Got milk? That's not just an advertising slogan. It's a legitimate question. Milk and other calcium-rich foods are an important part of a bone-healthy lifestyle that can not only reduce the risk of fractures as you get older, but may also protect against certain cancers.
Many people have also taken to popping calcium supplements as a preventive measure against disease. But can they really help?
A recent report published in the Harvard Health Letter shows no connection between high calcium intake and lower hip fracture risk. But it may not be for the reason you think.
The report concludes that 600-1,000 milligrams of calcium a day is a "reasonable goal," both for keeping bones strong and for lowering the risk of colon cancer, but suggests that amounts above that level might not do much good. The report also acknowledges that the study participants on whom the findings were based may not have shown a significant benefit from calcium supplements because they were already getting more than 1,000 milligrams of calcium a day through their diet.
"Plenty of people already get enough calcium from their daily food intake," says Nelson Watts, MD, professor of medicine and director of the Bone Health and Osteoporosis Center at the University of Cincinnati. Too many people are popping those convenient -- and tasty -- flavored calcium "soft chews" at each meal, Watts suggests. At 500 milligrams a chew, that's 1,500 milligrams a day.
"Enough calcium is a good thing," says Watts. Too much, on the other hand, can lead to problems such as kidney stones. "There's really no benefit to going over a total -- food and supplements combined -- of 1,500 milligrams of calcium a day," Watts advises.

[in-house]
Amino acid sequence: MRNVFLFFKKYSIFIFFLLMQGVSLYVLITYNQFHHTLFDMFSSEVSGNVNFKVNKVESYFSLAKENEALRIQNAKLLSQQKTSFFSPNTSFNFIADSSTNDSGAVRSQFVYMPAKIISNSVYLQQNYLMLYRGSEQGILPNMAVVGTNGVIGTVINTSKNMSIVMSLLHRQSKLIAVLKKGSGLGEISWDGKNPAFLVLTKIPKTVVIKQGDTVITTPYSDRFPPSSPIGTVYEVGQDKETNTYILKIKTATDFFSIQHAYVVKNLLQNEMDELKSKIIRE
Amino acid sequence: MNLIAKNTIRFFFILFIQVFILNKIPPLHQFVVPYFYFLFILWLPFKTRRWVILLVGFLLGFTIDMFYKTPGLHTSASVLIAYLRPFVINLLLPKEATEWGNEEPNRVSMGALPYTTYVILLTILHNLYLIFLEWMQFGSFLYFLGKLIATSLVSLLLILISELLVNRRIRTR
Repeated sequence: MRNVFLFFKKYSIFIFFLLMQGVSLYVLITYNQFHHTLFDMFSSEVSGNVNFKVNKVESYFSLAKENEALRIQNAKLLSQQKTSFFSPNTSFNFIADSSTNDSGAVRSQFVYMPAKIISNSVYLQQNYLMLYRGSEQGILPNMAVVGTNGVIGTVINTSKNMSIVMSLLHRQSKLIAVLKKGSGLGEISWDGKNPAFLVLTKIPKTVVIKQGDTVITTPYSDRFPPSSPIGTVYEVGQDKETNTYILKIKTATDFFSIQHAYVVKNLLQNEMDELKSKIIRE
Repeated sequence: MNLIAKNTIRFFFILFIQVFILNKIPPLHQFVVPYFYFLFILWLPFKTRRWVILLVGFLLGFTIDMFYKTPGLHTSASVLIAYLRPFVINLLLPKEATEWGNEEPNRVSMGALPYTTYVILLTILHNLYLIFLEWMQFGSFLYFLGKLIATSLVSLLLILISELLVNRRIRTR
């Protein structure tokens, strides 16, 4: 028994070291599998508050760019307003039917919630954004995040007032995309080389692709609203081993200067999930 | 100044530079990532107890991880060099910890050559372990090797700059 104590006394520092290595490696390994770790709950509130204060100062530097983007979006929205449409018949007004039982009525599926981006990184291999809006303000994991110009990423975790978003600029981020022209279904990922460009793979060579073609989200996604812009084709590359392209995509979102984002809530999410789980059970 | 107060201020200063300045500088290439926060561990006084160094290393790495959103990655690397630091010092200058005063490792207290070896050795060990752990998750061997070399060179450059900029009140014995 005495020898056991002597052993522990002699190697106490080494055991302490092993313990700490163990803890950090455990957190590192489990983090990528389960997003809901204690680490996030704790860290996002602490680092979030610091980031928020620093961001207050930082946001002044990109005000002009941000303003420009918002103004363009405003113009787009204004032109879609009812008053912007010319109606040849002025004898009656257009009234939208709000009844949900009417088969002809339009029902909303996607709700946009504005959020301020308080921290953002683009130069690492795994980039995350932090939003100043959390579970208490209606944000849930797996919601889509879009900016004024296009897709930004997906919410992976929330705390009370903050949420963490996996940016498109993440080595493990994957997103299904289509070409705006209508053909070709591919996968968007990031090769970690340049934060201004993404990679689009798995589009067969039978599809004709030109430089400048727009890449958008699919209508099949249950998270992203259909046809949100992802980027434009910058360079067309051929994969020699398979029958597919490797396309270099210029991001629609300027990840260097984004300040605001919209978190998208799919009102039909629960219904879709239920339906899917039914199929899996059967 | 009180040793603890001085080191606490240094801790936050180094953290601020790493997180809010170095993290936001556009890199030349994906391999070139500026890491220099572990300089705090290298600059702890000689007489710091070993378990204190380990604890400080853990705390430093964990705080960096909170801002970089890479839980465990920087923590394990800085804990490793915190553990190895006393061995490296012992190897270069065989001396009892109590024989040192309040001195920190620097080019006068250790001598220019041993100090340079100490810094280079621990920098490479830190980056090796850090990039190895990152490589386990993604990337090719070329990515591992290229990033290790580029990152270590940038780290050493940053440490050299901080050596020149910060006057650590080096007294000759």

According to Watts, there is no research that shows that calcium supplements are more or less effective than calcium-rich foods in maintaining bone health. "But," he says, "they are what their name suggests: supplements." Calcium-rich foods provide other nutrients as well, Watts says. But if you can't answer "yes" to the question, "Got milk?" by all means, take a supplement.
For women, adult bone mass peaks at about age 30. With aging, bone loss gradually happens and then becomes increased after menopause. So it is important for young women to build good bone mass and for older women to do what they can to maintain it.
While medicines are available to help treat the bone-weakening disease osteoporosis, making a commitment to a "bone-healthy lifestyle" might mean preventing the condition in the first place. You can help increase bone strength by making sure that you have enough calcium, vitamin D, and exercise in your routine, says Watts.
Before you start "boning up" on your calcium supplements, look at your diet. If you already eat a lot of calcium-rich foods such as skim milk, yogurt, low-fat cheese, almonds, sardines, and calcium-fortified orange juice, you may be getting what you need in your diet.